Walking in the Maremma is as natural as cantucci and vin santo.
One of Tuscany’s most beautiful holiday destinations outside Florence is mainly countryside: the fields and hazy forests outnumber medieval towns and its beloved sheep outnumber the residents. You can follow in the footsteps of Benedictine monks or reclusive eighteenth-century Tuscans and discover the treasures hidden in the region’s southern forests.
That the Maremma is still wild as you imagine and tourism has not yet become its principal source of income is both a blessing and a curse. If you’re itching to spend your spring weekends traipsing through the countryside with nothing but a sandwich in your backpack and not another living soul in sight, then happy travels. But if you want a little more order to your mayhem, it can be hard to find walking trails and tour guides, especially in the more rural areas.
Exploring the beauty of the Fiora Valley has not always been easy. Manciano, for example, hasn’t always been forthcoming with her treasures, much less maps to them. A while back, I set out to find a hermitage that was little more than a local legend, the Eremo di Poggio Conte, the monastery of a band of thirteenth-century Benedictine monks who sought refuge from the hard-to-imagine temptations of the Middle Ages. Emboldened, we got as far as the Fiora River before beating a hasty retreat. Sans map, we weren’t particularly keen to recreate The Blair Witch Project. However, when we gathered our courage for a second attempt, we understood the merits of the monks’ retreat from the world. What remains of their hermitage sits in a glade shadowed by a waterfall. The mood is transcendent as you climb the stone steps to admire the beautiful little church above. Oranges and blues decorate the walls, faded frescoes of flowers and palms painted more than seven centuries ago.
Now, thanks to newly designated walking paths that weave through the Comune di Manciano, home to the internationally famed Saturnia hot springs, you can pick up a map from the tourist information centre and follow the red-tipped arrows to rivers, picnic areas and archaeological sites.
In Vitozza, just outside of Sorano, a well-marked walking trail leads you to another, different community of stone. From as early as the twelfth century, entire families lived in caves. Cut off from the rest of the world, they made their home in the upper-floor caves, housing their livestock below and removing the ladders at night to protect themselves. In the caves, tiny shelves held makeshift ovens and ceramic trinkets. There are more than 200 caves in Vitozza and amazingly some families lived in them until the end of the eighteenth century, when the then grand duke of Tuscany forced them to move.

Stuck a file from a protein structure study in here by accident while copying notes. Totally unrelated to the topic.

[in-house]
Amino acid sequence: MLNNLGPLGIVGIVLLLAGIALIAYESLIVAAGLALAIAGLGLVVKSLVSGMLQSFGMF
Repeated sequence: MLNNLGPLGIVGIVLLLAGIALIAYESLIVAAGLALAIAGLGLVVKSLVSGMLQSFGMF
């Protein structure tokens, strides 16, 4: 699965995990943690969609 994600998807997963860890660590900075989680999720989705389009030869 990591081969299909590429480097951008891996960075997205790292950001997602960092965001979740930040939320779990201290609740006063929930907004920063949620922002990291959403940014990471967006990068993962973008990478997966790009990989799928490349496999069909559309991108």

For pure nature, head to the Maremma’s biggest nature park, the Parco della Maremma, outside Grosseto. Here the walking trails are plentiful and the sights unparalleled. Just keep an eye out for the vacche Maremmane, the area’s own breed of cattle, which roam the park and can become aggressive if bothered. A map of the walking, cycling and canoeing trails is available at the park’s visitor centre. See more at www.parco-maremma.it/en.
It is impossible to cover all of Maremma’s walking trails, designated and undesignated, in one go, but a weekend exploring one of Italy’s most enchanting and pristine environments won’t disappoint. Even if you see nothing more than forests of oaks, that forest will be teeming wild blackberries, artichokes and crabapples begging to be picked, while deer and fox hide in the thickets.
What to avoid? Steer clear of private property. Look for signs such as “Vietato l’ingresso. Proprietà privata.” Fences also signal private property. Watch out for vipers and stinging nettles. The former, while dangerous, is a rarity, especially if you stick to the paths. The latter is harmless but painful.
Those keen to explore this feral and beautiful countryside with fellow nature lovers should put the Explore Maremma Walking Festival, June 1 to 5, 2016, on their calendars. As its name suggests, this week-long festival is all about walking and includes a series of free guided walking tours to various destinations. Among the highlights are the Eremo di Poggio Conte, the bronze-age archaeological site of Sorgenti della Nova and the Etruscan superhighways, the Vie Cave, in Pitigliano.
For more information on walking Manciano, including the Eremo di Poggio Conte, Vitozza, and more, the Explore Maremma Walking Festival. To sign up for tours, go to the Manciano Promozione website, www.mancianopromozione.com.